By the numbers
Texas has 24 commitments, six of which are top 100 players. Five Longhorn commitments are five-star prospects, 11 are four-star players and seven are three-stars. There is one two-star. The Longhorns have taken 22 high school prospects and two junior college players. The average star ranking of the Longhorn commitments — 3.83 — is the highest of any school on Scout.com with 19 or more commitments. Florida State (15 commits) is higher, and Florida (18) is tied. Texas could potentially add three or four more players to the class. The race with Alabama is tight enough that one more player for the Longhorns would push them over the top (if Alabama stood pat).
Anyone watching the Longhorns this year saw that Texas struggled on the offensive side of the ball. And the class of 2012 should help dramatically in that area. Arriving in the spring is the nation's No. 11 quarterback Connor Brewer, and come this fall, he'll have Scout.com's No. 2 running back, Johnathan Gray, and No. 3 wide receiver, Cayleb Jones, to work with. Jones is one part of a stellar receiving group that also includes four-star prospects Marcus Johnson and Kendall Sanders.
The best group might be the one set to protect Brewer and more mobile QB Jalen Overstreet. Texas has commitments from two of the country's top 10 offensive tackles in Kennedy Estelle and Camrhon Hughes, and Curtis Riser ended the final rankings as the No. 2 offensive guard. Hughes is enrolling early, as is Donald Hawkins, arguably the top JUCO tackle in the nation.
But Texas didn't neglect defense, either. Malcom Brown is the No. 1 defensive tackle and cornerback Bryson Echols spent much of the Under Armour practices shutting down receivers. Peter Jinkens is among the country's fastest linebackers and has huge upside, while Adrian Colbert was a late emerging safety with great speed. JUCO transfer Brandon Moore, by way of Alabama, should also help out on the interior, projecting at defensive tackle.
The Longhorns have been bitten at times by not taking raw players with upside, instead grabbing players who might have been finished products. But in players like Orlando Thomas (cornerback), Paul Boyette and Alex Norman (defensive tackles) and Caleb Bluiett (defensive end), there's plenty of room for growth.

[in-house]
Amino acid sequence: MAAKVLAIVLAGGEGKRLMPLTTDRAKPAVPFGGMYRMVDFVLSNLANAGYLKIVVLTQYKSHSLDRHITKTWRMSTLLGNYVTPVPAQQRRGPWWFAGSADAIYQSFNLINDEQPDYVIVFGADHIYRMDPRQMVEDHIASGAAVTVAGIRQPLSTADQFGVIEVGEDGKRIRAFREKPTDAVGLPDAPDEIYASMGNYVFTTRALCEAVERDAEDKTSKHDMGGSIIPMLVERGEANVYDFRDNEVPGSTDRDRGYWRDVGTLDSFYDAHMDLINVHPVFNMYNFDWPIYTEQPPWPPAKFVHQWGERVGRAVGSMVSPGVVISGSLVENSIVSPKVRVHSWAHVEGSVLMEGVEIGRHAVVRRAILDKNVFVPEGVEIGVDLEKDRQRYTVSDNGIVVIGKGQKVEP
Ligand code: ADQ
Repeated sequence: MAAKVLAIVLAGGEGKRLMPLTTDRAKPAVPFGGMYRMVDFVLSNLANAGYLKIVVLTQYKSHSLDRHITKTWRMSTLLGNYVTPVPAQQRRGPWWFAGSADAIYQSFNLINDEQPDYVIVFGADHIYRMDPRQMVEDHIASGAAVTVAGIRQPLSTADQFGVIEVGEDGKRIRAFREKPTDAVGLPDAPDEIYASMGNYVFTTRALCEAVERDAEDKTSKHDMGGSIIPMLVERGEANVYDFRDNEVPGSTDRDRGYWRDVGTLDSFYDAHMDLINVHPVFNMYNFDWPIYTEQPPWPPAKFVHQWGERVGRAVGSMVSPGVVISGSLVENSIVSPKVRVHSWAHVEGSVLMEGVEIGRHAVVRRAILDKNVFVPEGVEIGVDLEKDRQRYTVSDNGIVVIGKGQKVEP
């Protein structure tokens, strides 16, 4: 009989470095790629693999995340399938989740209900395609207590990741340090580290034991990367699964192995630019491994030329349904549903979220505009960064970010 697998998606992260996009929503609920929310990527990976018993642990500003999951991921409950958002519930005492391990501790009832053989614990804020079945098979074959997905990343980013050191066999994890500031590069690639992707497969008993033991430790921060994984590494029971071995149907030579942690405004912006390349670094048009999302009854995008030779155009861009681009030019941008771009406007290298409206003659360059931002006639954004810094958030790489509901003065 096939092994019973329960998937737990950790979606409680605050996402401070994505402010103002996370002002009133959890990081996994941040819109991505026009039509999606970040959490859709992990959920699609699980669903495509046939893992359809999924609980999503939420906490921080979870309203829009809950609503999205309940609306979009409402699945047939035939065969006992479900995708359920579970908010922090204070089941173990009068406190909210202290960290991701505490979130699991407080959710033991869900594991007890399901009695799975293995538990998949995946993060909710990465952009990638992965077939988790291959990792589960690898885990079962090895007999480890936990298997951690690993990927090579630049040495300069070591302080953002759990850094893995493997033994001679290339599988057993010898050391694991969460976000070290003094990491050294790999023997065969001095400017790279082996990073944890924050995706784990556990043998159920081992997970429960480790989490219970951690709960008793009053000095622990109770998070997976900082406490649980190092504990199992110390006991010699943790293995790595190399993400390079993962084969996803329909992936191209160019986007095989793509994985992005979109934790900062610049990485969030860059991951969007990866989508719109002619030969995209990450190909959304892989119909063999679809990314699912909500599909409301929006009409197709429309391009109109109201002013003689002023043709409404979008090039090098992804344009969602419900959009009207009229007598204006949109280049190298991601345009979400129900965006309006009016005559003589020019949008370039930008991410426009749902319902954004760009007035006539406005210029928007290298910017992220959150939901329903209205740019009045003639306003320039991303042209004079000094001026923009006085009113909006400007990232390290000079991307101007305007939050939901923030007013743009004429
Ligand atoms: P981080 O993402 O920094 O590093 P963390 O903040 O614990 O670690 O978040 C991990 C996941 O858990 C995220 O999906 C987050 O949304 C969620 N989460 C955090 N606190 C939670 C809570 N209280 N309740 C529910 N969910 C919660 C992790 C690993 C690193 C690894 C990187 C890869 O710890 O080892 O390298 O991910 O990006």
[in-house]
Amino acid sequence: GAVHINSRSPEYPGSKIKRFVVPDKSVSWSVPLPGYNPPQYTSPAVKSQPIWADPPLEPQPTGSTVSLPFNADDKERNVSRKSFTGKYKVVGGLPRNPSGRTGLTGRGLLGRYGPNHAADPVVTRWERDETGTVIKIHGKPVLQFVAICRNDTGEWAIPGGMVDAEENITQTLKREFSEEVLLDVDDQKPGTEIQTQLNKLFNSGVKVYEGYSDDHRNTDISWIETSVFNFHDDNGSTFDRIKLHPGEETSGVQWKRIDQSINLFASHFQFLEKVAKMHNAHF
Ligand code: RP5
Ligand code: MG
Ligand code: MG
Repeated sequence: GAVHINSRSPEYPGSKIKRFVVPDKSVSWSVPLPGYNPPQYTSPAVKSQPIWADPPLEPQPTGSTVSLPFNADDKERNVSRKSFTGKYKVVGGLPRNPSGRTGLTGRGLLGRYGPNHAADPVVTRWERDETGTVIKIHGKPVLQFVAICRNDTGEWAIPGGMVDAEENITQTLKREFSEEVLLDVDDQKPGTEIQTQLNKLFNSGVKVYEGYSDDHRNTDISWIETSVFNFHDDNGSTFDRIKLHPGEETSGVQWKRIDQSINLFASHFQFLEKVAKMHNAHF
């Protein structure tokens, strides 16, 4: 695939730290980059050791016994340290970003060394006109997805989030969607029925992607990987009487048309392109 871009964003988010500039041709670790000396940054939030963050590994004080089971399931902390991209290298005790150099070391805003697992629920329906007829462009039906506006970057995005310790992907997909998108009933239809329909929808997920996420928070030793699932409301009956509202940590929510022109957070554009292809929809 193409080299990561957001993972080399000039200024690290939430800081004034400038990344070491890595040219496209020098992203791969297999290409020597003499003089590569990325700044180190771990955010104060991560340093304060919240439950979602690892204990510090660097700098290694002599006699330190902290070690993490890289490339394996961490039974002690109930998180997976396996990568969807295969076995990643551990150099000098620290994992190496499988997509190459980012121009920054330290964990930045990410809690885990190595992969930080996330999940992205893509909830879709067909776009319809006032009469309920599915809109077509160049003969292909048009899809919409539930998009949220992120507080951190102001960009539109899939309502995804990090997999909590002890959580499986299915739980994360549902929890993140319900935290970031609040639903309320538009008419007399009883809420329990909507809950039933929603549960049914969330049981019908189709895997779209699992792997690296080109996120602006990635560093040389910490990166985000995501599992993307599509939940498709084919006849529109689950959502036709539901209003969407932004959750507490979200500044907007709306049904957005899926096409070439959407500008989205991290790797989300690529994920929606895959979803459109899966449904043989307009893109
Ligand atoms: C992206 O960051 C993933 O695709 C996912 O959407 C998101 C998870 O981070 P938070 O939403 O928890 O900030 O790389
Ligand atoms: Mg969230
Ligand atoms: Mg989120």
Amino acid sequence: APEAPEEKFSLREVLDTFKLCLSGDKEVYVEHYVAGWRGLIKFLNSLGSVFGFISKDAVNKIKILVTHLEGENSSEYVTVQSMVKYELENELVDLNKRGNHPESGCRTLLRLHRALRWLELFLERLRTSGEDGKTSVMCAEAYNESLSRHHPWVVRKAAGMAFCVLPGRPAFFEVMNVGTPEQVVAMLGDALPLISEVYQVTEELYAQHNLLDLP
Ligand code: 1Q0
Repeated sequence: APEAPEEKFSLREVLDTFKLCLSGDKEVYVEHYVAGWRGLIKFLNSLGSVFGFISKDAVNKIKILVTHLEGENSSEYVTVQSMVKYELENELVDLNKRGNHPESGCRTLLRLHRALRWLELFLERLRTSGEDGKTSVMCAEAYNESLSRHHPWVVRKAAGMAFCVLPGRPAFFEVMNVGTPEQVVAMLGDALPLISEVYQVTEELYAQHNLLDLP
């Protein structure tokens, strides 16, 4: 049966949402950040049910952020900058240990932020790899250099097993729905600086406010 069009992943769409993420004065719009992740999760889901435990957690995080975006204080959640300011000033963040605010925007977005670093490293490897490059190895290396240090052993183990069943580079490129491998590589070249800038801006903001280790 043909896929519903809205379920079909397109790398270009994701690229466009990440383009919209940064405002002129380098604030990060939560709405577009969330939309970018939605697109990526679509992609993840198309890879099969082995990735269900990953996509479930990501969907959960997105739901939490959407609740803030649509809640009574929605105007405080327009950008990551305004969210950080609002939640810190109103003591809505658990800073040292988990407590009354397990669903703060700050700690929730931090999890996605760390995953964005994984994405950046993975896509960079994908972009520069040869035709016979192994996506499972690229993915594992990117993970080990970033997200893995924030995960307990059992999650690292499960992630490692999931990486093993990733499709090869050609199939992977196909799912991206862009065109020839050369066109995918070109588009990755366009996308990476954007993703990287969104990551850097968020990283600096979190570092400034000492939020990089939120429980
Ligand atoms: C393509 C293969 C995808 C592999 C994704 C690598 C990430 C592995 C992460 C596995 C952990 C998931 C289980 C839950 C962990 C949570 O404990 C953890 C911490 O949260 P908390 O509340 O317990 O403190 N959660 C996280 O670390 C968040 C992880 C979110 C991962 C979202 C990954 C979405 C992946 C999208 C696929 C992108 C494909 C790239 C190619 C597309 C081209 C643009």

While Bluiett and Hassan Ridgeway are players who could emerge at defensive end, neither is a natural pass rusher at this point, a need in this class. The linebacking group is pretty solid, but arguments can be made that the Longhorns passed on some superior talents at that position. And there isn't a tight end or a fullback, though that could change in upcoming weeks. Another cornerback or safety — though Sanders and Overstreet could project defensively — would also have helped.
The Longhorns are in with five-star talents and two of the top four players in the Scout 300 in wide receiver Dorial Green-Beckham and defensive end Mario Edwards. Both would fill major needs. The Longhorns are more of a longshot for Shreveport (La.) Woodlawn pass rusher Torshiro Davis, though they can't be counted out just yet.
If the Longhorns try to replace recent decommitment Thomas Johnson, the leading candidates are in-staters Daje Johnson of Pflugerville Hendrickson and Bralon Addison of Sugar Land Hightower. Also keep an eye on Vincent Hobbs, a tight end out of Mesquite Horn who has a visit to Austin set up.
Case for No. 1
As teams in the SEC have proven year-after-year, football is a line-of-scrimmage game. And if the Longhorns were able to bring in a player like Mario Edwards, they'd have the top defensive end (Edwards) and top defensive tackle (Brown) in the class, to go with one of the nation's top offensive line groups. Even without Edwards, Texas loaded up on that side, taking six players who will play defense with their hands on the ground next year.
Brewer was the quarterback the Longhorns wanted all along, and he picked Texas over an offer from Alabama. He'll have the No. 2 running back in the country, a player who set national records, in Gray, and a 6-foot-3 jump-ball specialist in Jones. Add in the athleticism that you get from players like Jinkens, Sanders, Thomas and Colbert, and the football aptitude of Echols, De La Torre, Cole and others, and you have a talented and strong group, one built on line play and speedy playmakers.
And the Longhorns did it by dominating the state of Texas. If the Longhorns can find a way to bring in Edwards, Texas will have grabbed seven of the top nine prospects in the state, according to Scout.com.
These are the kinds of classes that championships are built on, and with two of the top players still left on board, this Texas class could be one for the books.